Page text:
Workforce management professionals have not been immune to the Big Data Fever that has consumed their colleagues in the business community. The allure of Big Data and the amazing insight it promises has been well documented in every facet of the supply chain and well beyond. Heck, even baseball had its come-to-religion moment when Billy Beane famously harnessed data to build Oakland A’s into a World Series contender more than a dozen years ago. So where do things stand at the intersection of Big Data and workforce management?
Workforce managers are already convinced that data can help their organizations excel at tasks like selecting the best job candidates, retaining valued employees in competitive environments, identifying the correct people to advance within the organization, and improving plans for future workforce needs. But is your workforce management program ready to harness Big Data simply because you have a VMS in place to capture transactional data?
The answer is “not likely”. According to Deloitte’s Josh Bersin, while most companies large enough to have a workforce management program in place have the capacity to capture the data, most are not ready to derive the kind of predictive analytics that have caught the attention of talent managers everywhere. His research showed:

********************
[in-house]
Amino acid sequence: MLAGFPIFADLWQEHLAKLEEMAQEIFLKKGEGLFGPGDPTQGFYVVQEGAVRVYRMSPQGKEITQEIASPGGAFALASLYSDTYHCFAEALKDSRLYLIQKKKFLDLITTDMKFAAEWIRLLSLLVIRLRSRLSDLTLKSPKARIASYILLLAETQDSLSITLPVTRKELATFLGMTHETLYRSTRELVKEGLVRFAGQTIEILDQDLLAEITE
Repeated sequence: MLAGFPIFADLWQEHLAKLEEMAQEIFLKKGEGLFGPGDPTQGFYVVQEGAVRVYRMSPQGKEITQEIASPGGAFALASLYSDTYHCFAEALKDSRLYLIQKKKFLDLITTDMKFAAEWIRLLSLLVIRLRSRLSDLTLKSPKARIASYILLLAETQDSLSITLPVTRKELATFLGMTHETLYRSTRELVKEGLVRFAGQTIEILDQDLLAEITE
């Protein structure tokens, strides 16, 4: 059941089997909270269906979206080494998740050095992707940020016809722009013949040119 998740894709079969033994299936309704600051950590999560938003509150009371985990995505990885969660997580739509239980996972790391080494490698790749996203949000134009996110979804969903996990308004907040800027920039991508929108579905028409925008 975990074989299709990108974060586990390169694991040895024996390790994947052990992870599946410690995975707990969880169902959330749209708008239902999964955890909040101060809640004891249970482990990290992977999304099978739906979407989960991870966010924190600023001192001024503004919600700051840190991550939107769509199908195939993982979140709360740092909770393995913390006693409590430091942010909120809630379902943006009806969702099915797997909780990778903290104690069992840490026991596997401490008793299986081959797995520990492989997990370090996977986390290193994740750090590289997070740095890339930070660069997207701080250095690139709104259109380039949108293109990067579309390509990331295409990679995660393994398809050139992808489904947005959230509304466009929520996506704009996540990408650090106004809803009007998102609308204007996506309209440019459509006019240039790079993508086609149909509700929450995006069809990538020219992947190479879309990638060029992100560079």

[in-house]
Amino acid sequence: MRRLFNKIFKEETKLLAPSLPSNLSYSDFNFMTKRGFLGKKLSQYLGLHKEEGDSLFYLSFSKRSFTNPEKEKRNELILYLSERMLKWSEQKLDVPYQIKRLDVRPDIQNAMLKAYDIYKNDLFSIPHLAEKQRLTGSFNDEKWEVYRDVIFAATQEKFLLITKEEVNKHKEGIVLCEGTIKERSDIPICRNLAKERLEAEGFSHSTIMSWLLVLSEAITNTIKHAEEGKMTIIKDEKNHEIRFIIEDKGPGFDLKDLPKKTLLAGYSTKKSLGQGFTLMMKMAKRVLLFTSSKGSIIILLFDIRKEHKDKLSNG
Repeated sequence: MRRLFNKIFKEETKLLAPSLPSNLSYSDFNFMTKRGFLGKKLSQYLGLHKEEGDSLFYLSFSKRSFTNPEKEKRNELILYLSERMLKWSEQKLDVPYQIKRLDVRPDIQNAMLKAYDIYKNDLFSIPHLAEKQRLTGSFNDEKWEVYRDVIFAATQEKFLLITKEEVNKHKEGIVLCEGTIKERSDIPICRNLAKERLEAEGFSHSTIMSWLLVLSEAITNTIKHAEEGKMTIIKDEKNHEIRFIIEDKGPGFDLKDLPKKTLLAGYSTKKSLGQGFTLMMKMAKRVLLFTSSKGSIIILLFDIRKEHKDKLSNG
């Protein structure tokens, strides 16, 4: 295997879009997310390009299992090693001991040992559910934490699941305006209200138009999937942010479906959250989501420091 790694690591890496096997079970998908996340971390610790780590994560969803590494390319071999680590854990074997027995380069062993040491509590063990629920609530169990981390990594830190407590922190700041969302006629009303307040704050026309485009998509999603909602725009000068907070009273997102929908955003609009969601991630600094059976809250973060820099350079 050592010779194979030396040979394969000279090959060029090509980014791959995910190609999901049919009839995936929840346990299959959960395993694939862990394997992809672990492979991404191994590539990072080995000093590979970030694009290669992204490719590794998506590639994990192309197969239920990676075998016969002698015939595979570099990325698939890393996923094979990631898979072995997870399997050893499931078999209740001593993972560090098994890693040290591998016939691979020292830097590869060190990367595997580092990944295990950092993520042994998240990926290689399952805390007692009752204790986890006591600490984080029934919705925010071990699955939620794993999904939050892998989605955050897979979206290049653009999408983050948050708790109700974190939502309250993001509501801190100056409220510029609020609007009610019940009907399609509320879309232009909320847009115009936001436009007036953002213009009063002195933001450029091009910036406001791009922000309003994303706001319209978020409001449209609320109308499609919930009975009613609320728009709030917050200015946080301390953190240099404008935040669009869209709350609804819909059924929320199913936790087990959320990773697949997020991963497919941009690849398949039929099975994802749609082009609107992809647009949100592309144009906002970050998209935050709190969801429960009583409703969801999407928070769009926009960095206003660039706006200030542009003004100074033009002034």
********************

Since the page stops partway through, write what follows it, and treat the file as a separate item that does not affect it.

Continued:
- The majority –56% of those polled – had operational reporting capabilities driven by VMS usage. This data, existing in isolation and accessible only through ad-hoc reporting, enabled users to only be reactive to business demands.
- 30% of those polled were able to use their data for multi-dimensional intelligence, leveraging benchmarking and analysis for improved decision making.
- A mere 10% were achieving strategic analytical capability using statistical analysis to develop “people models” and attaining multi-dimensional understanding of root causes driving HR activities.
- A scant 4% were truly reaching the level of predictive analytics – the holy grail of Big Data, wherein the data can be mined and analyzed to achieve sound and accurate future plans for workforce management.
So as you can see, the potential inherent in the use of Big Data is understood, but few are equipped to truly execute it.
Michelle Rafter, in an article from Workforce.com cosigned by saying, “The buzz over successes at early workforce analytics adopters such as Google Inc. and Xerox Corp. is giving HR practitioners a bad case of big data fever. They’re buying workforce analytics software or adding modules to existing enterprise resource planning and human capital management software suites.” The missing element from any of the technology tools available to harness big data, however, is the human expertise.
Finding that rare professional with dual competency in both data science and workforce management can be difficult. Employing such a person comes at a premium as they are truly in high demand. Of course, you could leverage the expertise of service providers where many of these highly sought-after professionals are in residence.